Prairie dogs won't see reintroduction in Arizona


Mar 11, 2001
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Arizona Game & Fish says no to prairie dogs

By Tom Jackson King, Eastern Arizona Courier Managing Editor

The Arizona Game and Fish Commission met Oct. 19, heard three hours of testimony on the issue of reintroducing Black-tailed prairie dogs into Arizona, then voted 3 to 2 against a management plan that called for reintroduction.

The issue of reintroducing Black-tailed prairie dogs into Arizona, where they used to live as part of the short-grass ecosystem, has become a cause celebre of some environmental groups, who assert the rodents are threatened with extinction, even though millions of them may exist in 10 other states. The AGF plan suggested putting the rodents into 7,000 acres of mostly public land in southeastern Arizona.

The National Wildlife Federation two years ago petitioned the U.S. Fish and Wildlife Service to list Black-tailed prairie dogs as "threatened," but the agency has not done that. The effort to list them under the Endangered Species Act has alarmed rural residents of Graham, Greenlee and Cochise counties, while some urban residents have supported reintroduction.

This summer the supervisors for Graham, Greenlee, Cochise and Apache counties all voted against bringing back the small rodents, citing them as known carriers of bubonic plague and as diggers of holes that harm livestock.

Joe Carter, a member of the AGF commission, said he voted against the management plan because of its reintroduction component.

"It was clear to me that the Fish and Wildlife Service expected nothing short of reintroduction. I could not clearly understand why reintroducing them to 1 percent of their historic range in Arizona would benefit the environmental system in the state. How does that benefit the entire ecosystem?" Carter said.

Carter said the state's plan was driven by USFWS comments in a Sept. 12, 2000, letter sent to AGF. In it, USFWS Field Supervisor David L. Harlow said, "If reestablishment is not a purpose or goal of the management plan, all other actions proposed in the management plan will have little impact on the conservation and recovery of the species on the ground. Concrete progress toward reestablishment in Arizona may be a factor in any future listing decisions for the species."

"In my view, it (the letter) was the key to why the department focused on the reintroduction component in the final plan," Carter said.

Graham County Supervisor Mark Herrington traveled to Phoenix to testify against the AGF plan. He too criticized the role of USFWS in pushing reintroduction.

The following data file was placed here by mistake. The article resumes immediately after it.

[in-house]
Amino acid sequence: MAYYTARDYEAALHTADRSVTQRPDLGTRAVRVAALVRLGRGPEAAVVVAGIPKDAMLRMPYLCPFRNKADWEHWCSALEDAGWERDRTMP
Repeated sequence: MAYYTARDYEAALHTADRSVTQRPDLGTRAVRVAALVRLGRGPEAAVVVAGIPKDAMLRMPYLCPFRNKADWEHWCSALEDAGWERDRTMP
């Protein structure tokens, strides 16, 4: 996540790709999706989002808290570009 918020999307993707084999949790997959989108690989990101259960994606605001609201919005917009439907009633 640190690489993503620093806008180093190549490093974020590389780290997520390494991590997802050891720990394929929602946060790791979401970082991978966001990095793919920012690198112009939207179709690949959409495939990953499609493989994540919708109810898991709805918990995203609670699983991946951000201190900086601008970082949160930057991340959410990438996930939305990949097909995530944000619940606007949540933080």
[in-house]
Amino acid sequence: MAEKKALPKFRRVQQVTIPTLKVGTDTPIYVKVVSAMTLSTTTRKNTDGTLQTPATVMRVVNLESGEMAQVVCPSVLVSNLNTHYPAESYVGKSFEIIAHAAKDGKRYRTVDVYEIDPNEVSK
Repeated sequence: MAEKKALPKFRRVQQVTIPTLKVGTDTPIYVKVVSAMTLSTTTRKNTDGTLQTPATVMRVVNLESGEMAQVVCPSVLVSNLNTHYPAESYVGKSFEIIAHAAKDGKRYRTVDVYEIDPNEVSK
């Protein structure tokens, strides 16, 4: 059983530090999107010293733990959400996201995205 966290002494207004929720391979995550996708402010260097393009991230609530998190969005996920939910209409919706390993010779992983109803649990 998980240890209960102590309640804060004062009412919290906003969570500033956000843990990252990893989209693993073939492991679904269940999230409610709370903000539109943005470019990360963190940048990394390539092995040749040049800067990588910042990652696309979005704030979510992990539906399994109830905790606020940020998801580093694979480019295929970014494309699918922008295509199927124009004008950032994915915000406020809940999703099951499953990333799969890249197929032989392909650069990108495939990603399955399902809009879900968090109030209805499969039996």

"It's typical of how USFW works. They operate in veiled threats. Then they step in with stricter regulations. It's another tool that can be used by environmentalists to stop multiple use of public lands," Herrington said.

Greenlee County Supervisor Donald Stacey applauded the commission's vote against the plan and against reintroduction.

"We're happy with that decision," he said.

Supervisor Dixie Zumwalt seconded Stacey's reaction. "We passed a resolution opposing it," she said.

Greenlee Supervisor Hector Ruedas said keeping out the prairie dogs would help ranchers.

"I think that's the greatest thing that's happened in Arizona in a great time. The little critters are no good to our state. It's positive for rural ranchers. It's hard on those poor people. If it's not here, don't bring it in," he said.

Herrington too cited rural ranching and farming concerns in his decision to speak against the plan.

"It was the right thing to do (to vote no). We simply don't want prairie dogs reintroduced. We opposed the plan because of the reintroduction of prairie dogs for which we can find no good reason to have them. I asked why are we even thinking of this now when AGF is involved in an eradication program for the Gunnison's prairie dogs in Navajo County?" he said.

"Once these prairie dogs get established, it's hard to get rid of them. For farming, it's devastating. It's hard on ranching. We've lived in drought conditions for the last few years and things are hard enough," Herrington said.

Carter said that the AGF commission has helped prairie dogs by voting to establish a hunting season rather than allow year-round hunting on public land, a season that prevents hunting during the spring-to-summer birthing season.

"There is some real concern about the science and population levels and whether it warrants listing at all. I think those who petitioned the Fish and Wildlife Service to list the species are more of a feel-good thing that you've done something for the environment rather than that you've done something useful," he said.

Carter said AGF will not do any more reintroduction planning, but it will continue to work with the other 10 states that are studying conservation of the Black-tailed prairie dog.

Voting against the plan and reintroduction were commissioners Carter, Dennis Manning and Sue Chilton.

Voting in favor of reintroduction were commissioners Hays Gilstrap and Mike Golightly.
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